No one loves "American Idol" lousy auditions episodes more than we do. But we draw the line when the producers decide they're going to teach us stuff while we watch. What's next: University of Phoenix course credit?
The final lousy auditions episode -- The Best of the Rest, Fox calls it -- promises to teach us stuff you can learn from the "Idol" auditions process.
LESSON 1: The Look
Apparently it's not okay to wear leather pants to audition for "Idol." And dressing like a nun and stripping the habit off to reveal something like a little girl's clown costume is also out. Ditto a snappy little ensemble that includes knee-length black-and-white checked pants, black bustier, red high-heeled pumps, one black evening glove, one white evening glove, a strip of red fabric worn over the shoulders as a shawl, a strip of black fabric wound around the neck and my Great Aunt Marjorie's best Sunday-go-to-church hat: black velvet, ring trimmed in netting.
To drive home this point, the producers follow this bit with one Tami Gosnell who is a pedicab driver from Colorado who shows up in jeans and a pierced lower lip and who claims to be able to simultaneously pull up a hill in one of her vehicles all three "Idol" judges -- Simon, Paula and Randy. Simon says he really likes her because she's "someone who would have been a big star in the 60s." Somehow that is better than when he tells auditioners "You're old fashioned." Show host Ryan Seacrest says this proves you don't need a crazy outfit when you have good voice. We say this proves Simon is inconsistent.
LESSON 2: Seek Inspiration.
"Idol" producers believe we need to be taught that all male Asian-American "Idol" auditioners are not as bad as William Hung. Hung is the most famous lousy auditioner ever to come out of "American Idol." So they show us pictures of Hung performing and then they introduce Paul Kim, a pool maintenance technician -- "basically a pool boy" he explains to the judges when asked what he does for a living. Kim has a lovely voice and they send him to Hollywood. While we are still digesting this bit of profiling, the producers show us a white guy whose "Idol" idol is Bo Bice, only when he tries to sing like Bo -- he's really bad!
LESSON 3: Never Give Up.
Here we see auditioners who have tried out two years, three years, some already sent through to Hollywood previously. Do you think any of these repeaters has a chance of winning? Me neither.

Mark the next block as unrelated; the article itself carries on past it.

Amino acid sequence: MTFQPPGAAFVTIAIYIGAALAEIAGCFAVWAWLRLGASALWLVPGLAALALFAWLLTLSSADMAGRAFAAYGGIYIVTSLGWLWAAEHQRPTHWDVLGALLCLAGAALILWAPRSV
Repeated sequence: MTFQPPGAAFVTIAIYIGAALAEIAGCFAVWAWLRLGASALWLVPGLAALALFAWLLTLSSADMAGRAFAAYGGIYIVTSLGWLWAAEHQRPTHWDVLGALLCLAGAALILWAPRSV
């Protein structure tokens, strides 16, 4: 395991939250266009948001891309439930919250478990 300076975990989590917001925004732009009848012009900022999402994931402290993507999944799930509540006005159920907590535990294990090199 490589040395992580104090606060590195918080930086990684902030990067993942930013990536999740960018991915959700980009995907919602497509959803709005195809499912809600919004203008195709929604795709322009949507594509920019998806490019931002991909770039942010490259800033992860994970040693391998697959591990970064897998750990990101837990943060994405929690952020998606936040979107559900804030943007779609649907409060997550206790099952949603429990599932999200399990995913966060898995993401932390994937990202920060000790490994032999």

LESSON 4: Never Audition as Part of a Group.
Three chicks dressed like roller-skating waitress extras from "American Graffiti" try out together, except they sing one at a time. The first one is not good. The second one is slightly better. The third has a sensational voice. Two of the three get sent to Hollywood. Which part of auditioning as a group is bad? We are so gonna flunk the pop quiz.
LESSON 5: Do You Have to Dance? aka Don't Dance.
Yes, more bad dancing from the seven audition cities, which gives the producers the excuse they needed to show us a clip of Paula dancing with a cartoon character from a couple decades ago when she was a pop star/dancer/choreographer.
LESSON 6: Clarity.
By this the "Idol" producers mean, make sure the judges recognize the song you are singing. So we're asked to play Name that Song and they flash a phone number at the bottom of the screen, only, they explain to viewers it's a joke because otherwise millions of "Idol" fans are going to swamp that 555 phone number when they see the names of the songs three auditioners butchering past recognition: "Let's Stay Together," Annie's "Song," and "Chantilly Lace."
And, because the lousy auditions portion of this year's "American Idol" must end on a high note, so to speak, we are treated to Lakisha Jones and her cute three-year-old daughter. Jones has a big voice and Simon declares her "a good old-fashioned belter." They send her through to Hollywood. Outside the audition room, she and her daughter are overwhelmed and they cry.
"Thank you, 'American Idol' for the opportunity," Jones tells the camera.
Lisa de Moraes
February 8, 2007; 9:00 AM ET
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